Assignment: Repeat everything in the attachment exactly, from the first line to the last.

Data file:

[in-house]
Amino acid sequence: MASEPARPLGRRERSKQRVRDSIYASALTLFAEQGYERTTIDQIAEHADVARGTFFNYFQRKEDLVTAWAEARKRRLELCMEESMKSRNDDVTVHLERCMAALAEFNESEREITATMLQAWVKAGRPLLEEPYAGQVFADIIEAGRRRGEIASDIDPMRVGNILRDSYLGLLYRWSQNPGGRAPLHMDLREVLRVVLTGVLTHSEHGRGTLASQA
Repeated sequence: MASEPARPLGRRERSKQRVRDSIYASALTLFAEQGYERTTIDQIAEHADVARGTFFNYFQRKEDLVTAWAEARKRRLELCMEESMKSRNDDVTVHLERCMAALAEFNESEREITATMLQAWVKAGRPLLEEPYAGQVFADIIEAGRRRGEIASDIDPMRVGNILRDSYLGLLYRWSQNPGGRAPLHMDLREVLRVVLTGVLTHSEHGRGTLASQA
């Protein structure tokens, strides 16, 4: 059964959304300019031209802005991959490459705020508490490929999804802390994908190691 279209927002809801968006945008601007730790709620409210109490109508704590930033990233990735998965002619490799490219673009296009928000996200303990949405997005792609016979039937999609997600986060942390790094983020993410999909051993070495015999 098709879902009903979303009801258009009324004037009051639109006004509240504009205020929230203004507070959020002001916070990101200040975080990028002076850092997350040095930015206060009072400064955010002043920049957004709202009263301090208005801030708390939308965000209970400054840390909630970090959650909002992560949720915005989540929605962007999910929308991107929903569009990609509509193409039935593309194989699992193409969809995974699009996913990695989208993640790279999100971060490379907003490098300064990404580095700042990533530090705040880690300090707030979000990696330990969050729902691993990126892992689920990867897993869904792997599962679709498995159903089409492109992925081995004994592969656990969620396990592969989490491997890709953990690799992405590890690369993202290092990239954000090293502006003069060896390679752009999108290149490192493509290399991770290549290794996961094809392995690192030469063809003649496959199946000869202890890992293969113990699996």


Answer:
[in-house]
Amino acid sequence: MASEPARPLGRRERSKQRVRDSIYASALTLFAEQGYERTTIDQIAEHADVARGTFFNYFQRKEDLVTAWAEARKRRLELCMEESMKSRNDDVTVHLERCMAALAEFNESEREITATMLQAWVKAGRPLLEEPYAGQVFADIIEAGRRRGEIASDIDPMRVGNILRDSYLGLLYRWSQNPGGRAPLHMDLREVLRVVLTGVLTHSEHGRGTLASQA
Repeated sequence: MASEPARPLGRRERSKQRVRDSIYASALTLFAEQGYERTTIDQIAEHADVARGTFFNYFQRKEDLVTAWAEARKRRLELCMEESMKSRNDDVTVHLERCMAALAEFNESEREITATMLQAWVKAGRPLLEEPYAGQVFADIIEAGRRRGEIASDIDPMRVGNILRDSYLGLLYRWSQNPGGRAPLHMDLREVLRVVLTGVLTHSEHGRGTLASQA
């Protein structure tokens, strides 16, 4: 059964959304300019031209802005991959490459705020508490490929999804802390994908190691 279209927002809801968006945008601007730790709620409210109490109508704590930033990233990735998965002619490799490219673009296009928000996200303990949405997005792609016979039937999609997600986060942390790094983020993410999909051993070495015999 098709879902009903979303009801258009009324004037009051639109006004509240504009205020929230203004507070959020002001916070990101200040975080990028002076850092997350040095930015206060009072400064955010002043920049957004709202009263301090208005801030708390939308965000209970400054840390909630970090959650909002992560949720915005989540929605962007999910929308991107929903569009990609509509193409039935593309194989699992193409969809995974699009996913990695989208993640790279999100971060490379907003490098300064990404580095700042990533530090705040880690300090707030979000990696330990969050729902691993990126892992689920990867897993869904792997599962679709498995159903089409492109992925081995004994592969656990969620396990592969989490491997890709953990690799992405590890690369993202290092990239954000090293502006003069060896390679752009999108290149490192493509290399991770290549290794996961094809392995690192030469063809003649496959199946000869202890890992293969113990699996």